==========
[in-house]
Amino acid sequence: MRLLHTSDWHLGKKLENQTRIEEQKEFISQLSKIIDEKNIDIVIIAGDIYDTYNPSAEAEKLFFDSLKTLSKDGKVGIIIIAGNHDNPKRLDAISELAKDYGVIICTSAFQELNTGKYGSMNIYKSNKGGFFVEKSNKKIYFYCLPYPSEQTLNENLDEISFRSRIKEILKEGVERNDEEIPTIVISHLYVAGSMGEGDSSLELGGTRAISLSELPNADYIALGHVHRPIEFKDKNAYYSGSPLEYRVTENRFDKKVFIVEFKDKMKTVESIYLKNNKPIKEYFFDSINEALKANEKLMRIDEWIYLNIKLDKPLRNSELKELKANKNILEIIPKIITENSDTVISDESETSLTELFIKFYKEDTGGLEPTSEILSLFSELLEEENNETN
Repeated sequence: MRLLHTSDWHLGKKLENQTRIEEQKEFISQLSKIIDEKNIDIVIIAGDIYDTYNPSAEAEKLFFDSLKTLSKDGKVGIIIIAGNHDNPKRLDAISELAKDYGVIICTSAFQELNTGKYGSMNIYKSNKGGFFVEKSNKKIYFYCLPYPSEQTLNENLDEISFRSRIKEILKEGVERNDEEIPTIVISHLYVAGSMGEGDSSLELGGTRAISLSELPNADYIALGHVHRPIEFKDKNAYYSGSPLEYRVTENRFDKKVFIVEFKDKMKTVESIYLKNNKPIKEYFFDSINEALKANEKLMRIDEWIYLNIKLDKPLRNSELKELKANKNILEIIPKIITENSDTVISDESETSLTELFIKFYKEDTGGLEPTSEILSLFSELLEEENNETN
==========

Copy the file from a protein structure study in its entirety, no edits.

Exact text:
[in-house]
Amino acid sequence: MRLLHTSDWHLGKKLENQTRIEEQKEFISQLSKIIDEKNIDIVIIAGDIYDTYNPSAEAEKLFFDSLKTLSKDGKVGIIIIAGNHDNPKRLDAISELAKDYGVIICTSAFQELNTGKYGSMNIYKSNKGGFFVEKSNKKIYFYCLPYPSEQTLNENLDEISFRSRIKEILKEGVERNDEEIPTIVISHLYVAGSMGEGDSSLELGGTRAISLSELPNADYIALGHVHRPIEFKDKNAYYSGSPLEYRVTENRFDKKVFIVEFKDKMKTVESIYLKNNKPIKEYFFDSINEALKANEKLMRIDEWIYLNIKLDKPLRNSELKELKANKNILEIIPKIITENSDTVISDESETSLTELFIKFYKEDTGGLEPTSEILSLFSELLEEENNETN
Repeated sequence: MRLLHTSDWHLGKKLENQTRIEEQKEFISQLSKIIDEKNIDIVIIAGDIYDTYNPSAEAEKLFFDSLKTLSKDGKVGIIIIAGNHDNPKRLDAISELAKDYGVIICTSAFQELNTGKYGSMNIYKSNKGGFFVEKSNKKIYFYCLPYPSEQTLNENLDEISFRSRIKEILKEGVERNDEEIPTIVISHLYVAGSMGEGDSSLELGGTRAISLSELPNADYIALGHVHRPIEFKDKNAYYSGSPLEYRVTENRFDKKVFIVEFKDKMKTVESIYLKNNKPIKEYFFDSINEALKANEKLMRIDEWIYLNIKLDKPLRNSELKELKANKNILEIIPKIITENSDTVISDESETSLTELFIKFYKEDTGGLEPTSEILSLFSELLEEENNETN